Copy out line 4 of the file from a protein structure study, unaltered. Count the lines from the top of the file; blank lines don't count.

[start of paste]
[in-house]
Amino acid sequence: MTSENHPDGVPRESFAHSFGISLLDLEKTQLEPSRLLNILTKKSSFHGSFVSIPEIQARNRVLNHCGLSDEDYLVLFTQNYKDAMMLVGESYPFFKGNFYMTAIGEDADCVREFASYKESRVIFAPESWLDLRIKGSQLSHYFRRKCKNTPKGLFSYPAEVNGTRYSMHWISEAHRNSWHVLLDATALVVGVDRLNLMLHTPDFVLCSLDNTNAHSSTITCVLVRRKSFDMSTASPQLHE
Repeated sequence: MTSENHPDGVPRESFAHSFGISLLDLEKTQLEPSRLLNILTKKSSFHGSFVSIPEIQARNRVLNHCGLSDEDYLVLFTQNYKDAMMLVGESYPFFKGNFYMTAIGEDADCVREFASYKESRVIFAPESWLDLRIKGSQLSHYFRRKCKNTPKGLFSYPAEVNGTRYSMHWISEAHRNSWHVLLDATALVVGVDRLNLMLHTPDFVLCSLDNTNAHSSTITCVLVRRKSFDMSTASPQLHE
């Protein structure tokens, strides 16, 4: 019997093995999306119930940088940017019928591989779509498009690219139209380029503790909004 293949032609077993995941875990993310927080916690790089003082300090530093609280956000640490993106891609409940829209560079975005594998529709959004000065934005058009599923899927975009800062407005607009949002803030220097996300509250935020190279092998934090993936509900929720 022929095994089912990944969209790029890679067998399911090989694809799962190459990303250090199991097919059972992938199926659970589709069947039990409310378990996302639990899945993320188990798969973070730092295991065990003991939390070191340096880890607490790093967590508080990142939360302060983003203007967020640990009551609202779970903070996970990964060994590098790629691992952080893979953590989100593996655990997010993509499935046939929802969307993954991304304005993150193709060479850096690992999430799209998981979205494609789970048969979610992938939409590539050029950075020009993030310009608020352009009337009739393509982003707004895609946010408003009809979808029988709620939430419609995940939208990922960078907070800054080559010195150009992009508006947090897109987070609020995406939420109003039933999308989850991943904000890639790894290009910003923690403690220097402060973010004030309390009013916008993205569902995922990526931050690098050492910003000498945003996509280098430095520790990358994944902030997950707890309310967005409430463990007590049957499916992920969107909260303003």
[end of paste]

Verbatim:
């Protein structure tokens, strides 16, 4: 019997093995999306119930940088940017019928591989779509498009690219139209380029503790909004 293949032609077993995941875990993310927080916690790089003082300090530093609280956000640490993106891609409940829209560079975005594998529709959004000065934005058009599923899927975009800062407005607009949002803030220097996300509250935020190279092998934090993936509900929720 022929095994089912990944969209790029890679067998399911090989694809799962190459990303250090199991097919059972992938199926659970589709069947039990409310378990996302639990899945993320188990798969973070730092295991065990003991939390070191340096880890607490790093967590508080990142939360302060983003203007967020640990009551609202779970903070996970990964060994590098790629691992952080893979953590989100593996655990997010993509499935046939929802969307993954991304304005993150193709060479850096690992999430799209998981979205494609789970048969979610992938939409590539050029950075020009993030310009608020352009009337009739393509982003707004895609946010408003009809979808029988709620939430419609995940939208990922960078907070800054080559010195150009992009508006947090897109987070609020995406939420109003039933999308989850991943904000890639790894290009910003923690403690220097402060973010004030309390009013916008993205569902995922990526931050690098050492910003000498945003996509280098430095520790990358994944902030997950707890309310967005409430463990007590049957499916992920969107909260303003």